Playing Chord Inversions Explained + Exercises 


I get quite a few questions here at Piano Lessons Info and one main one is about piano chord inversions! 

Here we will got over piano chord inversions covering:

  • what are piano chord inversions
  • why learn them
  • how to learn them
  • 2 important ways to practice them
  • how to play them in chord progressions

These information is geared towards beginners, those transitioning for playing basic chords to different positions and those who need a bit of help with their inversions. 

Lesson 1: What are Piano Chord Inversions & Why Learn Them


Piano chord inversions are basically a structured form you can learn to play chords in. They are different but standard positions

When you first start learning chords, you learn them in root position. (Most people anyway.)

For example, with the C chord, we first learn it in the order of the notes C E and G.

When we invert the chord, we basically take the note on the bottom and put it on the top.

We have names for the different inversions as well. 

For example:

Root position: C E G

1st Inversion: E G C (Note: C is taken from the bottom and put on top)

2nd inversion: G C E (Note: E is taken from the bottom and put on top)

C Chord Inversions on Piano

Why Learn Piano Chord Inversions?

There are a few good reasons for learning and practicing piano chord inversions.

1. It builds muscle memory. Learning chords in different positions helps you to easily find these while playing chords. It can make your playing smoother and easier. 

2. It helps you to know the notes of a chord. Once you know the notes of a chord quite well, you can start playing them in different places on the piano. This opens you up creatively, allowing you to experiment more because you've got a foundation - you know the notes of the chords. 

3. It will improve your ability to play chords. Playing inversions helps to get you out of the box of playing chords in the same spot every time. This is an important skill to practice and improve upon. 

Lesson 2: Piano Chord Inversion Exercises

There are a few good and common ways to practice chord inversions. 

In classical piano, this is usually referred to as learning triads.

Play The Chords Solid

Playing a chord solid means to play all of the notes of the chord at the same time. This is probably how you have been playing them already. 

To practice them, do the following:

  • start in root position and move up (right)
  • play first inversion
  • play second inversion
  • play root again (this should be one octave higher than you started)

After you've got this down go back down (left) again: 2nd inversion, 1st inversion, root. (Refer to video above if this is confusing. It's easier to understand once shown.)

Play The Chord Broken

Playing the chords broken means to play them one note at a time.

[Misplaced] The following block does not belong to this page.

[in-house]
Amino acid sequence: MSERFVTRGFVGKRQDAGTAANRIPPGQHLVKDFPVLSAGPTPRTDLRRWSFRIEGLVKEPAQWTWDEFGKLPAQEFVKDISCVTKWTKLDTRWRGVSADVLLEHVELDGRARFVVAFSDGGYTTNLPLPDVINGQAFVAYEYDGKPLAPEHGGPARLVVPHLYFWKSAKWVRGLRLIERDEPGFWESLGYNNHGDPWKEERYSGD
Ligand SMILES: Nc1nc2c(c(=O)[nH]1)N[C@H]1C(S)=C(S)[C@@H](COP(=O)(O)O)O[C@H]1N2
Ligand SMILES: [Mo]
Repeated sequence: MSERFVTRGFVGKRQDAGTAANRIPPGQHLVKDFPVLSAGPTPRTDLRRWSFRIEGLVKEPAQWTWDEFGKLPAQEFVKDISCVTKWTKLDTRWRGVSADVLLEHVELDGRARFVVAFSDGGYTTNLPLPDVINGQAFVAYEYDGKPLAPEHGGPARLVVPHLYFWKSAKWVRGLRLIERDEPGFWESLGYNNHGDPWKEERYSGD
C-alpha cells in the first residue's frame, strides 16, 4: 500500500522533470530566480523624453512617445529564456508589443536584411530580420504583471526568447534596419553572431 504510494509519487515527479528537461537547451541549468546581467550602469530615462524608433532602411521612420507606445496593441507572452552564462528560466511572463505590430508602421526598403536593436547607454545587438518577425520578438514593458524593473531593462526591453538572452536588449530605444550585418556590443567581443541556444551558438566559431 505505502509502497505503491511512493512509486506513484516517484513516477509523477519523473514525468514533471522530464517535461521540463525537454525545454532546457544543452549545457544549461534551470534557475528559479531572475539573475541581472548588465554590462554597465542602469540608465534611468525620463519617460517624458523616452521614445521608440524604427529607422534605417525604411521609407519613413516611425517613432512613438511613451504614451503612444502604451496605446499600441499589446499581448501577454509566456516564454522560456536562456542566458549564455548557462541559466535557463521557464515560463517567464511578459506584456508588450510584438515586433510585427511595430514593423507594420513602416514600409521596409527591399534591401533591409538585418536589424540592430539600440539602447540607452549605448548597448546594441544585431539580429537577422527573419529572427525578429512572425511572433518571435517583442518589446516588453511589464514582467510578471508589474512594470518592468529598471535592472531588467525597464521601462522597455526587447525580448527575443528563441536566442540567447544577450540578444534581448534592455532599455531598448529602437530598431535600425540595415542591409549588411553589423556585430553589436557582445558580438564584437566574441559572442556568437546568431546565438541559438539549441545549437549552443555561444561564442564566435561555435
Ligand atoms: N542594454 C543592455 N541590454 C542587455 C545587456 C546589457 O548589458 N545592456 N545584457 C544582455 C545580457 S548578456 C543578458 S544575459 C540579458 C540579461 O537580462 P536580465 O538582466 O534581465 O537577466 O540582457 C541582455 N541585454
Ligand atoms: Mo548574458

For example, we play the C chord broken in root position by playing C then E then G. 

Practicing broken chords in inversions probably sounds the nicest and is especially helpful for playing chords in the left hand.

You can follow the process above in the solid chord section for playing broken chords. The difference is, you eventually want to be able to switch to the next inversion without breaking the rhythm. 

For example, you want to play (C in root) C - E - G - (1st) E - G - C - (2nd) G - C - E - (root) C - E - G.

Again, watch the video to really understand this one. 

Fingering for Chord Inversions

There are standard fingerings for piano chord inversions. It's good to get in the habit of using these - it'll come in really useful later on! (This is one habit I harp on in my in-person lessons.)

Right hand fingering:

Root Position: 1 3 5 (thumb, middle finger, pinkie)

1st inversion: 1 2 5 (this is the important one to remember)

2nd inversion: 1 3 5

Left hand fingering:

Root: 5 3 1 (pinkie, middle finger, thumb)

1st inversion: 5 3 1

2nd inversion:  5 2 1 (this is the important one to remember)

Lesson 3: Practice Chord Progressions Using Inversions

You can start practicing chord inversions by playing them in chord progressions. This is one thing that makes chord progressions go smoother and easier. 

You can start this by choosing 2 chords. For example, C and G. 

These chords have a note in common which is G. (C = CEG, G = GBD.)

So when you are playing a C chord and moving to G, you can keep your finger on the G key and then work the other notes around this. 

C E G moves to B D G (G chord in first inversions). In the video, I talk about this as a I - V (1 to 5) chord progression to practice.

We can also do this with C to F. They have note in common as well. C. C E G moves to C F A (F chord in second inversion). This is another common move. (In the video, I talk about this as a I-IV or 1 - 4 chord progression.)

The whole point of this is to minimize movement so that you can play your chords easier and with fewer mistakes. 

You want to:

  • think about the notes in the chord you're playing
  • think about the notes in the next chord you're playing
  • keep your fingers on the keys already being used
  • adjust the notes of the chord to play around the key / note you have in common

This is all about finding short cuts and using notes close by. Inversions help us to do this. We're minimizing hand movements. 

Let me also point out that this does take time. It takes time to become familiar with the notes of a chord and the different inversions. The more you practice them in warm-ups or as part of your practicing routine, the faster this will come to you. 

When I was first thrown into the deep end of having to play chords for other people and with other instruments, it took me a while (I'd say 1 year) to really feel comfortable with playing inverted chords. But it eventually did come and now I don't even think about it.


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